Finishing Technique for Greene and Greene Furniture
Drawbore Your Mortise-and-Tenon Joinery
Smoothing Plane Tips and Techniques
Simple Cabinetry with Pocket Hole Joinery
Workbench Tool Storage Solutions
Speed Up Handplane Honing with Your Ruler
How to Sharpen a Spokeshave
The Coolest Cutting Board Ever?
Simple Tape Trick for Tight Fitting Through-Mortises
Capture More Dust from Your Router Table
How to Sharpen Hollow Chisel Mortising Bits
Hinge Mortises on the Tablesaw
The Essential Tool Chest
A Woodworker's Guide to Grain Direction
Customize Your Router for Centered Mortises
What are The Turning Points Along Your Woodworking Path?comments (34) February 2nd, 2010 in blogs
Last week I got an email from Tim DeKorte, an author I worked with last year. He was just dropping a line to catch up, but he brought up a topic that got me thinking. Tim writes:
“As we all grow in our skill level, I think there might be some “Tipping Point” skills or conditions that give us the ability to make what are seemingly quantum leaps.
Perhaps these are common to the superstars that do make a living or at least create wonderful works of art I could only hope to get close to. I realize that sadly Krenov and Maloof are gone, but there are others who might have some insights on this.
Let me explain by sharing what my leaps have been…
1. Having a dedicated, well lit work area.
2. Mounting a Jorgensen front vise to my old solid core door bench.
3. Up grading from a contractor saw to a combination machine.
4. Using a grinder with aftermarket tool rest and a proper aluminum oxide wheel
5. Learning to sharpen tools (I’m a big fan of glass and W/D sandpaper )
6. Finally having a proper Bench
7. Learning to cut dovetails efficiently
8. Learning how to plane a transparent shaving (from reading Garrett Hack’s book on planes).”
Tim made me think about what my Tipping Points are. What inspired me to get into woodworking? What skill developments lead to my “quantum leaps”? Here are the top Tipping Points along my woodworking path.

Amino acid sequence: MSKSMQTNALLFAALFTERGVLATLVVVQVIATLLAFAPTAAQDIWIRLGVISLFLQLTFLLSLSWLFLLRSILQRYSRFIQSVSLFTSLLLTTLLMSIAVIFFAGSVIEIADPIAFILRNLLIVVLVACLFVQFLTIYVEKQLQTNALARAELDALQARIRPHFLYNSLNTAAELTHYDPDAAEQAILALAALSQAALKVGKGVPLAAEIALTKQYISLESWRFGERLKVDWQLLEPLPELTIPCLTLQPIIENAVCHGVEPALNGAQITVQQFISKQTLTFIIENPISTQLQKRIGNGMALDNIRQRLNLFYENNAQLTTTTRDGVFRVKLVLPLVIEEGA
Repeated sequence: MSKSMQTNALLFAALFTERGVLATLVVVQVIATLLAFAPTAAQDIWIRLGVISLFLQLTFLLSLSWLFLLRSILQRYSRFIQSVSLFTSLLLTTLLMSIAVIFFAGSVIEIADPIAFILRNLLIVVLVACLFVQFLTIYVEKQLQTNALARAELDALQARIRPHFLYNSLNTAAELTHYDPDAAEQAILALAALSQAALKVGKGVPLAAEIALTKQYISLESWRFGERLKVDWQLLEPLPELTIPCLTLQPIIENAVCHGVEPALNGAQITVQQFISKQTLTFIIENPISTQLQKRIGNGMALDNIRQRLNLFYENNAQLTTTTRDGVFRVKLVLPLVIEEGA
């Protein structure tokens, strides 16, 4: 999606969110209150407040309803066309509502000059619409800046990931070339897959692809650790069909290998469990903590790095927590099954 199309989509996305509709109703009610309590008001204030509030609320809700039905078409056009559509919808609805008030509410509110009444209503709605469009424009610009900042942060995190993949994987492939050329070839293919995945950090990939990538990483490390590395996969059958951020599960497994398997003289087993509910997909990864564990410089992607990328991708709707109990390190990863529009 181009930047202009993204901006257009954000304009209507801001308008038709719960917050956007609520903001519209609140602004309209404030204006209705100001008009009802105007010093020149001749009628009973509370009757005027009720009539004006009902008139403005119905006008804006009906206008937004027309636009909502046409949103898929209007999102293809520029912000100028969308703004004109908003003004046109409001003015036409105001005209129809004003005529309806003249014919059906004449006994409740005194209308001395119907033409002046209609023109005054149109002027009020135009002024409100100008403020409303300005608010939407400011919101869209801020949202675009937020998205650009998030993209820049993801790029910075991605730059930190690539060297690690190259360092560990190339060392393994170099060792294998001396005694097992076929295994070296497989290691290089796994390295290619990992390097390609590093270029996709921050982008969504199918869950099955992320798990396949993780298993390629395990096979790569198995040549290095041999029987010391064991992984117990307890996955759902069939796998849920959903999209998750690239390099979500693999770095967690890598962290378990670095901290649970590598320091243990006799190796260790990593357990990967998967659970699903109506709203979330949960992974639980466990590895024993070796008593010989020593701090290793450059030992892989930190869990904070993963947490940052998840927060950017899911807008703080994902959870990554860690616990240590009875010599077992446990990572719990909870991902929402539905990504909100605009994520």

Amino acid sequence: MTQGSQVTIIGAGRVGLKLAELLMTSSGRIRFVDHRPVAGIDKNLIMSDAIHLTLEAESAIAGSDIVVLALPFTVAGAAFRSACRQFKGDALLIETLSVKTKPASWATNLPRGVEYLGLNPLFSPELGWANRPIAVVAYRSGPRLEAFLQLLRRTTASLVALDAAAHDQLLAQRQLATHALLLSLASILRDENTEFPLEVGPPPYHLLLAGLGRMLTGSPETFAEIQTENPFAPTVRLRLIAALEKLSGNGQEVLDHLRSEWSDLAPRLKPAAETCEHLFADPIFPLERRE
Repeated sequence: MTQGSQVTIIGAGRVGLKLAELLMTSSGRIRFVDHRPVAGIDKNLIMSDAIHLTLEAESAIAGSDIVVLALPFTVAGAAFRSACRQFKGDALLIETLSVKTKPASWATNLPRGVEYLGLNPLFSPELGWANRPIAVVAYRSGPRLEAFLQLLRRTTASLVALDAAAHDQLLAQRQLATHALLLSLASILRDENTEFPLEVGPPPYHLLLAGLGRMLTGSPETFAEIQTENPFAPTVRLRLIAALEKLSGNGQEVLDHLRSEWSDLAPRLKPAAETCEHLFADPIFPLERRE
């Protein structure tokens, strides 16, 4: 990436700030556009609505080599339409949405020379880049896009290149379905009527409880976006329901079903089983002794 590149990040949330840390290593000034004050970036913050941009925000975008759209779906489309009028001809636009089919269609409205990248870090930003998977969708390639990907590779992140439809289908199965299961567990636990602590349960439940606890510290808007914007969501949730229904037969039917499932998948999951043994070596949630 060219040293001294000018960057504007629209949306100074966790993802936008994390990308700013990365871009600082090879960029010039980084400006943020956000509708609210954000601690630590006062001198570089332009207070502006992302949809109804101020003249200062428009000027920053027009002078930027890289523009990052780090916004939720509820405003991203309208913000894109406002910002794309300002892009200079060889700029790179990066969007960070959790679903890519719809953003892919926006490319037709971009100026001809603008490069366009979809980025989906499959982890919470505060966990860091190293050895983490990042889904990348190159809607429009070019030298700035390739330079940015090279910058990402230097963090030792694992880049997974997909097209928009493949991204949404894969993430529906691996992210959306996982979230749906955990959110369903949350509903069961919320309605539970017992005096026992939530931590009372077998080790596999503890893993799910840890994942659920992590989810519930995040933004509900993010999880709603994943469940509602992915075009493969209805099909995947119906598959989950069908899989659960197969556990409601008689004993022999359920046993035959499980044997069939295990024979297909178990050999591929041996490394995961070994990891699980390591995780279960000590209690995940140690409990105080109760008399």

1. My high school woodworking teacher, Mr. Kachel, helped me overcome fear of the tablesaw and bandsaw.
2. I took a hand-tool class with Phil Lowe at The Center for Furniture Craftsmanship. It was there that I realized the full potential of my chisels and handplanes
3. I became an editor at FWW. There’s no better school out there. I get to visit the best woodworkers in the world and watch them build stuff.
4. I learned to sharpen.
5. I bought a tablesaw and 14-in. bandsaw.
6. I made a dovetailed drawer that actually fit nicely.
7. I learned to use a router.
Those are my top seven. I’m curious. What are the Tipping Points on your woodworking journey?
posted in: blogs, mckenna, Phil Lowe, woodworking skills, DeKorte
Save up to 51% on Fine Woodworking
Become a Better Woodworker
ABOUT THE EDITORS MAILBOX
FineWoodworking.com editors report from the woodworking front lines. Check in every weekday for news, information, projects, and answers to questions from Fine Woodworking readers everywhere.
Learn about our new format!
Archive: Temporarily unavailable. Stay tuned and sorry for the inconvenience.